7 ways helping the environment will benefit human health
From switching to clean energy and greener agriculture to promoting cycling and public transport — what's good for the planet is also good for our physical and mental well-being.
Link between CO2 and less nutritious food
Cutting greenhouse gas emissions would not only slow global heating, it would also ensure our food remains nutritious. When plants absorb excess CO2, they produce less protein and fewer nutrients like zinc and iron. Deficiencies in those nutrients can result in many health problems, especially in children. If CO2 keeps rising, hundreds of millions more people will face chronic undernutrition.
Clean energy equals clean air
Outdoor air pollution causes around 4.2 million deaths a year, due to illness like heart disease and lung cancer, according to the World Health Organization. Burning fossil fuels to power vehicles, homes and industry as well as agriculture and waste incineration is behind much of that pollution. Switching away from climate-killing fuels to green energy would benefit human and planetary health.
A cure for collapsing biodiversity
Plant and animal species are declining at an unprecedented rate. But these species and the ecosystems in which they live provide the services central to all life on Earth, including our own. They deliver food, energy, clean air and water, and provide the basis for many medicines and livelihoods. Protecting the integrity of ecosystems ensures the health of communities around the world.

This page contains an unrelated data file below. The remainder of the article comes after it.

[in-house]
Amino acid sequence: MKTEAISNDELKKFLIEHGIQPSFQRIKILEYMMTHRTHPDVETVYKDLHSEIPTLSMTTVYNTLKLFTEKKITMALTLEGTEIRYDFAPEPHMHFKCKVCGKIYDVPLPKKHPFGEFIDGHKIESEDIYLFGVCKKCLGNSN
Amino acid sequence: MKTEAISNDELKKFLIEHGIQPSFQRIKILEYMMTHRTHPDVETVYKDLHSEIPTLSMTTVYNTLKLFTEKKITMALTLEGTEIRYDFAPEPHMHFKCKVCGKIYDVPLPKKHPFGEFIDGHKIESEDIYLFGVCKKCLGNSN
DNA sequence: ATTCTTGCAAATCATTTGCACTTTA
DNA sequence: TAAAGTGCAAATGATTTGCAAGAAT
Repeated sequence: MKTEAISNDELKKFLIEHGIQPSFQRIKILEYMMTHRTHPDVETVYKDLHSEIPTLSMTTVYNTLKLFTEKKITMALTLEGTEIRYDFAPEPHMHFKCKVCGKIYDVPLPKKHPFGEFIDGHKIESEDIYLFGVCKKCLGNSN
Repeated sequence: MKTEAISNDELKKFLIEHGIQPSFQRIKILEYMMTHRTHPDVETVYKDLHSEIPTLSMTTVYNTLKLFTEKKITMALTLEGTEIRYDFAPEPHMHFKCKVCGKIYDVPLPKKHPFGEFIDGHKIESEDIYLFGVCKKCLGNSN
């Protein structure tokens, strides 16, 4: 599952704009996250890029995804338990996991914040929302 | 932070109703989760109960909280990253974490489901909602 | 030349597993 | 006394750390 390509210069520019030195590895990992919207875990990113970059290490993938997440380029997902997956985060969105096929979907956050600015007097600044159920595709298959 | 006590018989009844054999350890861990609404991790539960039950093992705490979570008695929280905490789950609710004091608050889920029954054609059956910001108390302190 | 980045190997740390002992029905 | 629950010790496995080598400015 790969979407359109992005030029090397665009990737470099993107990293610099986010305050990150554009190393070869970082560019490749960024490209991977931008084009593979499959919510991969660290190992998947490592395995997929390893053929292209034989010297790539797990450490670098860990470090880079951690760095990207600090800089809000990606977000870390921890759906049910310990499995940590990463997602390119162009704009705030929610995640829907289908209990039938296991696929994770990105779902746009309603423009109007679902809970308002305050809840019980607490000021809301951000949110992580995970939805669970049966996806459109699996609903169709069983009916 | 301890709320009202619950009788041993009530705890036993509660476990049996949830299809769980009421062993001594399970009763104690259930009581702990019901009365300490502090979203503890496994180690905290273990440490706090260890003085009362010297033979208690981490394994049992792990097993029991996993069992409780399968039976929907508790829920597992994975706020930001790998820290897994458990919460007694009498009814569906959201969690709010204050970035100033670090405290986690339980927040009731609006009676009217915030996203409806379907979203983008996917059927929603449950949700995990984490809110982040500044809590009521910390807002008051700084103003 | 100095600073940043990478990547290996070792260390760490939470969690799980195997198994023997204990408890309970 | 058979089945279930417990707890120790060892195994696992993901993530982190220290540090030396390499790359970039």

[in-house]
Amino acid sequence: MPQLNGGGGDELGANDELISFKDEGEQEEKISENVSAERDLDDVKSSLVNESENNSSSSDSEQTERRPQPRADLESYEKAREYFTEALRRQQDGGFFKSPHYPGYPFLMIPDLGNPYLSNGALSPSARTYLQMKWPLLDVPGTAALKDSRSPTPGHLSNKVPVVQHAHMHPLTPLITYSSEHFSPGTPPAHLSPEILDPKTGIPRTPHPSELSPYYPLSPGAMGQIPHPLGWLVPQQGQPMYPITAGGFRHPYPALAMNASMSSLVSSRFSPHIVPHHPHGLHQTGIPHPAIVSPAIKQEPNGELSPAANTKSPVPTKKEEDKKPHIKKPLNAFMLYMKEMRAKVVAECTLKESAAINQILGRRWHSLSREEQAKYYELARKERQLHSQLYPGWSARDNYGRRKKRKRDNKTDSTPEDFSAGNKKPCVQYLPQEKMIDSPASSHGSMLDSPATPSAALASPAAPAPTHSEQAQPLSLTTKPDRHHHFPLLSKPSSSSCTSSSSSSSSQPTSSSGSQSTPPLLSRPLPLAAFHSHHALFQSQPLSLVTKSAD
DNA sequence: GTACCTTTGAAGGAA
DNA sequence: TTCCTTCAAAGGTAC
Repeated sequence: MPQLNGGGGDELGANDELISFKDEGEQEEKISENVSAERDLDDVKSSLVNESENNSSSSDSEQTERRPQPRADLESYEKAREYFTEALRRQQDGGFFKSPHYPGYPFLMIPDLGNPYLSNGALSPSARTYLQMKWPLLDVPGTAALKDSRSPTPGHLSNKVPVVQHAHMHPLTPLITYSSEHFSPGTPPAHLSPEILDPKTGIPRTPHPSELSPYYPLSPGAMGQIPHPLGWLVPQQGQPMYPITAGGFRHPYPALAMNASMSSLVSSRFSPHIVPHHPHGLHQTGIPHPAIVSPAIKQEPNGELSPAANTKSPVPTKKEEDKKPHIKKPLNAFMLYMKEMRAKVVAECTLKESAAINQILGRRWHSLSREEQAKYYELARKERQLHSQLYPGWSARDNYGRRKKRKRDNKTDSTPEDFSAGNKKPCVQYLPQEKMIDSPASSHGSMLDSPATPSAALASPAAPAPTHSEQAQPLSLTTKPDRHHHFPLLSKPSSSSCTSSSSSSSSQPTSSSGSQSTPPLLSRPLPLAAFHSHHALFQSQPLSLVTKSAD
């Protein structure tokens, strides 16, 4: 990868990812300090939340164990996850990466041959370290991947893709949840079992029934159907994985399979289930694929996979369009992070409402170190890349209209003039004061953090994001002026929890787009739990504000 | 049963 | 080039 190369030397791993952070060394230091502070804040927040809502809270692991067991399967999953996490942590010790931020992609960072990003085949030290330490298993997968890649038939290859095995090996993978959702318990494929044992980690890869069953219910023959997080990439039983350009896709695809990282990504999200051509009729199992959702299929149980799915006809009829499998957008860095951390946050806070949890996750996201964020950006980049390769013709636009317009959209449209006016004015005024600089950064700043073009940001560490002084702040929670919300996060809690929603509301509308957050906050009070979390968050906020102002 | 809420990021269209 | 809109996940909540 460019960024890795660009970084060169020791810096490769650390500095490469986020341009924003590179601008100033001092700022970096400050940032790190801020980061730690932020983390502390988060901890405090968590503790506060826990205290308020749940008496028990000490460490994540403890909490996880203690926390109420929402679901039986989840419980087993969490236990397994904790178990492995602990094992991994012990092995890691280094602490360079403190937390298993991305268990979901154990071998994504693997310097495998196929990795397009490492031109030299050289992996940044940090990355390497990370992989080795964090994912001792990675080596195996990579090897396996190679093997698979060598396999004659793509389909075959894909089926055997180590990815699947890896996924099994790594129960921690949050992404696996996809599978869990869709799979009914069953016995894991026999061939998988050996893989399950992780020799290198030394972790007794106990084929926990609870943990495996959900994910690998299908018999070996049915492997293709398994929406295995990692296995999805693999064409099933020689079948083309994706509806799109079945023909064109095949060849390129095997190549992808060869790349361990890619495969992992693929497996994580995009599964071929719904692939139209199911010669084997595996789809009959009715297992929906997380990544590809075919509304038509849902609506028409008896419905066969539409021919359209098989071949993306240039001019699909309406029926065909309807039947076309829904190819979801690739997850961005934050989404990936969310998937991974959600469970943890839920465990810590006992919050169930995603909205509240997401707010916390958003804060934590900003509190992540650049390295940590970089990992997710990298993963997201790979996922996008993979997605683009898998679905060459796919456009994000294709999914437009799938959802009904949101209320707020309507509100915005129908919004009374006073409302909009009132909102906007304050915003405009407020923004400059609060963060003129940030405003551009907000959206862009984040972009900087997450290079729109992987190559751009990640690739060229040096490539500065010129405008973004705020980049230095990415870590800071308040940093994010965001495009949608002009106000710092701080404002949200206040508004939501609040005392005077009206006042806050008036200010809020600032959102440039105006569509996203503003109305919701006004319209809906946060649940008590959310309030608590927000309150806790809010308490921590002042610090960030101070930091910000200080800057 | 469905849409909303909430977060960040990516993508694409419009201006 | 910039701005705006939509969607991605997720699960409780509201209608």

Greener transport for better health
More than half the world's population lives in urban areas, and that figure is rising. Those living in cities are already experiencing air pollution from road traffic and industry. Creating a greener transport network that includes trains, bikes and plenty of room for pedestrians would improve air quality, reduce noise pollution and traffic accidents as well as encourage a more active lifestyle.
Caring for the land
Driving biodiversity loss is the transformation of habitat for industrial or agricultural use, such as the destruction of forests in Borneo for palm oil plantations. Changing land use could be pushing the emergence and spread of infectious disease, while runoff from agriculture and industry pollutes water and air. Promoting protected areas and sustainable land use would help on both scores.
Global warming is making extreme weather, such as super storms, wildfires, flooding and serious drought, more likely. According to the WHO, weather-related disasters cause more than 60,000 deaths a year, mainly in developing countries. Adaptation measures and limiting warming to well under 2 degrees Celsius above pre-industrial levels would lessen the health impacts and future death tolls.
Trauma of environmental breakdown
Destruction wrought by extreme weather can cause post-traumatic stress in those caught up in the events, particularly if people are forced to flee their homes and cannot return for some time. Climate and environmental breakdown are thought to be affecting the mental well-being of people around the world. Protecting nature and combating climate change would reduce the toll on mental health.